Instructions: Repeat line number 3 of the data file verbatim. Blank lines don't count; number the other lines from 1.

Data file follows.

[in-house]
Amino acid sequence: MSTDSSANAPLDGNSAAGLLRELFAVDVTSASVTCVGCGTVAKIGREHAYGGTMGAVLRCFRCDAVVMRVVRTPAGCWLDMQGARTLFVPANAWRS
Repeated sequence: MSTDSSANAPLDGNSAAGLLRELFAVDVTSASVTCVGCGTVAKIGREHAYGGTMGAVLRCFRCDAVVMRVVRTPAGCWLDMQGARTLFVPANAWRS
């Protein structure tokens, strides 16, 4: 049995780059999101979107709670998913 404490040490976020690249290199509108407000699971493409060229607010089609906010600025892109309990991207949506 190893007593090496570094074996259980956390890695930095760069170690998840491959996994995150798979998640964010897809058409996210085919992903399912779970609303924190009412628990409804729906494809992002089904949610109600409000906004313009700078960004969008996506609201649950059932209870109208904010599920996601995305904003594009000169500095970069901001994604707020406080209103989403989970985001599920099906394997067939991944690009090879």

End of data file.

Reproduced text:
Repeated sequence: MSTDSSANAPLDGNSAAGLLRELFAVDVTSASVTCVGCGTVAKIGREHAYGGTMGAVLRCFRCDAVVMRVVRTPAGCWLDMQGARTLFVPANAWRS